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Ban Ki-moon Wants End to Anti-same Sex Violence

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Ban Ki-moon Wants End to Anti-same Sex Violence

United Nations Secretary-General Ban Ki-moon joined by international musical artists is calling for an end to violence and discrimination based on gender identity and sexual orientation.

Speaking on Tuesday at a special event held at UN Headquarters in New York for leadership in the fight against homophobia, Ban argued that lesbian, gay; bisexual and transgender (LGBT) people are entitled to the same rights as everyone else, saying “They, too, are born free and equal.”

The permanent missions to the UN which took part in co-organizing Tuesday’s special event were those of Argentina, Brazil, Croatia, the European Union, France, Israel, Japan, the Netherlands, New Zealand, Norway and the United States.

Those taking part in Wednesday’s special event included France’s Minister for Women's Rights, NajatVallaud-Belkacem; Archbishop Emeritus Desmond Tutu, via video-link from South Africa; Blas Radi, Olena Shevchenko and Gift Trapence, LGBT human rights defenders from Argentina, Ukraine and Malawi, respectively; as well as South African musician, singer and campaigner Yvonne Chaka Chaka, and pop singer Ricky Martin.

At the event, the UN Chief observed that so many countries continue to criminalize people simply for loving another human being of the same sex, and that in most cases, these laws are not home-grown, but are rather inherited from former colonial powers, saying “these laws must go.”

Two years after launching an international appeal for action to end violence and discrimination against LGBT people, the Secretary General said yesterday when he speaks with world leaders about the need for equality for LGBT people, many say they wish they could do more, but point to public opinion as a barrier to progress.

“I understand it can be difficult to stand up to public opinion. But just because a majority might disapprove of certain individuals does not entitle the State to withhold their basic rights,” he said.

Ban furthered that “Democracy is more than majority rule. It requires defending vulnerable minorities from hostile majorities. It thrives on diversity. Governments have a duty to fight prejudice, not fuel it.”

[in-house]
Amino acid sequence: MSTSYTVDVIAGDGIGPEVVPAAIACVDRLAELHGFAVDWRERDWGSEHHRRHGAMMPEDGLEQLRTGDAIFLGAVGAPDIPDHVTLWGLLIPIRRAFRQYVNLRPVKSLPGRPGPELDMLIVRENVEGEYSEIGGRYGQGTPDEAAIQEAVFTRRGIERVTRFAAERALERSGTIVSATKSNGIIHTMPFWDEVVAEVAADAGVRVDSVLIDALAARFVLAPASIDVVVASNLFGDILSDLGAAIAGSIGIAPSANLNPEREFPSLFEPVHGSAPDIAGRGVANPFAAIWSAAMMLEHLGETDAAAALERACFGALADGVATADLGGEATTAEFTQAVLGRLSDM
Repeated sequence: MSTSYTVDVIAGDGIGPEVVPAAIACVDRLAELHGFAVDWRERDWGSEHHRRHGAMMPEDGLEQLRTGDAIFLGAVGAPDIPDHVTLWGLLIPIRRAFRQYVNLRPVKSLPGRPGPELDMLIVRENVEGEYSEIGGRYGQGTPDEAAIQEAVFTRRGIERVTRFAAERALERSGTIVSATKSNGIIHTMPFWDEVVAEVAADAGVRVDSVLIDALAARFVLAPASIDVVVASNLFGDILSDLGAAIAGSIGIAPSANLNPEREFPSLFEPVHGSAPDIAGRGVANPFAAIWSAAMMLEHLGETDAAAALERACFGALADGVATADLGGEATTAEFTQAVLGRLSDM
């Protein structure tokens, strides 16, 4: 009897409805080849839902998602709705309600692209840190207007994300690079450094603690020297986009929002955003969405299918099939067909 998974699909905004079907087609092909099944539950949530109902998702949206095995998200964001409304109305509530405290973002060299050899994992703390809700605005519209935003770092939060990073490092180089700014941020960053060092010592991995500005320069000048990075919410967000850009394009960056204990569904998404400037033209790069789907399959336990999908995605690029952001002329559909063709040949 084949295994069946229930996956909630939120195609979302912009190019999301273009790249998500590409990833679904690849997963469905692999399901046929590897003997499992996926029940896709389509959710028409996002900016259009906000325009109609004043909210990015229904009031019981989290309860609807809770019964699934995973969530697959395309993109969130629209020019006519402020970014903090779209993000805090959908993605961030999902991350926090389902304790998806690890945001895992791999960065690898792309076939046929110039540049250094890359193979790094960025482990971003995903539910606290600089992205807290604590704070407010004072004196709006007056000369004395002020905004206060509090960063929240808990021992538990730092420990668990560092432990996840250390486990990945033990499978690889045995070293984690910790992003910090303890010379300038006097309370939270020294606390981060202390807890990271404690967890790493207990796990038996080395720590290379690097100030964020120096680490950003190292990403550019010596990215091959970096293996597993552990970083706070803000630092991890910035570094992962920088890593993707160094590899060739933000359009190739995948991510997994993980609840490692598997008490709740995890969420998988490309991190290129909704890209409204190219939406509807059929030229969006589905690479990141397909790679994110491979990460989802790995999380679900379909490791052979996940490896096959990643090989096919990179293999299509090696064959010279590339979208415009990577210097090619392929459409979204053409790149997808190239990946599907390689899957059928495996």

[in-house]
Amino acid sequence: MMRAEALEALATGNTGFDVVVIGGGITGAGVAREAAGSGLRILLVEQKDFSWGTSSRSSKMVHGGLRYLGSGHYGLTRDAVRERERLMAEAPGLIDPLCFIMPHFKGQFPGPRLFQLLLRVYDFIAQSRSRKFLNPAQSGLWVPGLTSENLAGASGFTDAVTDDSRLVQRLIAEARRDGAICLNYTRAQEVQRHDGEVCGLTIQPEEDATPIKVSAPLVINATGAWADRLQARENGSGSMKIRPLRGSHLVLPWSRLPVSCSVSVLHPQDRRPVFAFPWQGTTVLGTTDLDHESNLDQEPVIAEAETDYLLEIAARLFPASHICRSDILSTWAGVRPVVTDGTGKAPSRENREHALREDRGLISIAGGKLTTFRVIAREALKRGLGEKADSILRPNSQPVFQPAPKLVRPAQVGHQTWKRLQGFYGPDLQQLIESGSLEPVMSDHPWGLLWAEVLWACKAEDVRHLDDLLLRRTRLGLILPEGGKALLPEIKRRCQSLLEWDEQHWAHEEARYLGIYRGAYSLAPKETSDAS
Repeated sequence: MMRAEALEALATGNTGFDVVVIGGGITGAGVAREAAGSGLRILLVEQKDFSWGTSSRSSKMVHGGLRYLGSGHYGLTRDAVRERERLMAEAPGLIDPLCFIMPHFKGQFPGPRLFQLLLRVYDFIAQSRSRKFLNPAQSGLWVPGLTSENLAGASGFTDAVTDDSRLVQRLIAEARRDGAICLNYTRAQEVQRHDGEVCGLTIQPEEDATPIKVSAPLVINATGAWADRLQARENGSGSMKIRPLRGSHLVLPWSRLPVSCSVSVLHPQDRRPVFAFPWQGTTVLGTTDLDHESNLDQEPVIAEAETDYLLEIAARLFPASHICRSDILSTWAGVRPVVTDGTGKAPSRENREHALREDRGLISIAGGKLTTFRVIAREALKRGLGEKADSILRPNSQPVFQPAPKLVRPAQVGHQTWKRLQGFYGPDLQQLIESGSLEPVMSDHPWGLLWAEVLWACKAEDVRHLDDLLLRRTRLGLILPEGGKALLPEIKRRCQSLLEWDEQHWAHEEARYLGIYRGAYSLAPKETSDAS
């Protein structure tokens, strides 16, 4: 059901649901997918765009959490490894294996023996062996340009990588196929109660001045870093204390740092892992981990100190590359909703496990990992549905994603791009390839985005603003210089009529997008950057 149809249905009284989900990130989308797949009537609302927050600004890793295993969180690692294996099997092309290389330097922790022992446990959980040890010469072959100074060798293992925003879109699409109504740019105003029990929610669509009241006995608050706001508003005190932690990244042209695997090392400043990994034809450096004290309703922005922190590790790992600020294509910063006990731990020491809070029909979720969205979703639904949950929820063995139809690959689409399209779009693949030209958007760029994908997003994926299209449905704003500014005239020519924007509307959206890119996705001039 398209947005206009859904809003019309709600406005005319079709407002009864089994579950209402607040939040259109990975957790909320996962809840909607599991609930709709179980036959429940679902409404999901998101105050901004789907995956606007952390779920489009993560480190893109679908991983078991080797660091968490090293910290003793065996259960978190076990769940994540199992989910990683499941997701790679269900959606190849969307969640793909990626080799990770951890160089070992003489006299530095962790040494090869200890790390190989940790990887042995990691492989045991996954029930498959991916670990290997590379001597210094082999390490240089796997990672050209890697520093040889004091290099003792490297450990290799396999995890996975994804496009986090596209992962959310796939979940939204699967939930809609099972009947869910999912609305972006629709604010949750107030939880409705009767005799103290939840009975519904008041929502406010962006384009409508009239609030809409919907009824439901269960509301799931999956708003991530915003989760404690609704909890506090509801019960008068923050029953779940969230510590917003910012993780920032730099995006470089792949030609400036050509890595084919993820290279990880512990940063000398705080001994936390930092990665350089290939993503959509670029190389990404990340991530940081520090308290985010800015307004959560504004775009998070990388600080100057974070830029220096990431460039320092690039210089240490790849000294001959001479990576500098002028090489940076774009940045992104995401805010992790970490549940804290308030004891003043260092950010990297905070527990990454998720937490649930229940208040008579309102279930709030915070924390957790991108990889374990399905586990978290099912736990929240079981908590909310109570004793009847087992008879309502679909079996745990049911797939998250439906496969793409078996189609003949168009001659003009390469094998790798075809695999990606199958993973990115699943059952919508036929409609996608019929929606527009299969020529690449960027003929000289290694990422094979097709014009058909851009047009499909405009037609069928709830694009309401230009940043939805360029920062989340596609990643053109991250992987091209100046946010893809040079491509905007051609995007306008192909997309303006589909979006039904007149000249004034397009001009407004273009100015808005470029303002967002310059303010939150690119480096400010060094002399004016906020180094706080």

He however expressed gratitude to the “cross-regional LGBT core group of Member States” for their efforts and hoped that many other countries will join the group.

“You and I and people of conscience everywhere must keep pushing until we realize the promise of the Universal Declaration of Human Rights for all people; The freedom, dignity and equal rights that all people are born with – must be a living reality each and every day of their lives,” the UN Chief said in closing.

The Office of the UN High Commissioner for Human Rights (OHCHR) which co-organized the event and a range of permanent missions to the world body including Human Rights Watch and the International Gay and Lesbian Human Rights Commission is linked to Human Rights Day, which took place on Monday.

The General Assembly adopted the Universal Declaration of Human Rights (UDHR) on 10 December 1948 – and the date has since served to mark Human Rights Day worldwide.

The UDHR sets out a broad range of fundamental human rights and freedoms to which all men and women, everywhere in the world, are entitled, without any distinction.

In December 2011, OHCHR published the first official UN report on violence and discrimination against lesbian, gay, bisexual and transgender (LGBT) people.

The report documented widespread human rights abuses, disclosing that more than 76 countries still criminalize consensual, same-sex relationships, while in many more discrimination against LGBT people is widespread – including the workplace and in the education and health sectors.

Hate-motivated violence against LGBT people, including physical assault, sexual violence, and targeted killings, has been recorded in all regions.

The OHCHR revealed that while opinion among States remains divided on the issue, sentiment has shifted significantly in recent years.

The OHCHR recalled that in 2005 when the first joint statement on human rights sexual orientation and gender identity was proposed at the then-Commission on Human Rights, only 32 States signed on.

By 2011, it said the number had grown to 85, reflecting growing awareness that acts of violence and discriminatory laws and practices against LGBT people warrant the attention of the world body.

Speaking from her experiences as a South African woman born under apartheid, Ms. Chaka Chaka said that the fight against homophobia was no different from the fights against racism and sexism.

In his video message, Archbishop Tutu said, “We cannot claim that our societies are free and equal as long as some amongst us are treated as inferior, denied even their basic human rights.”


 

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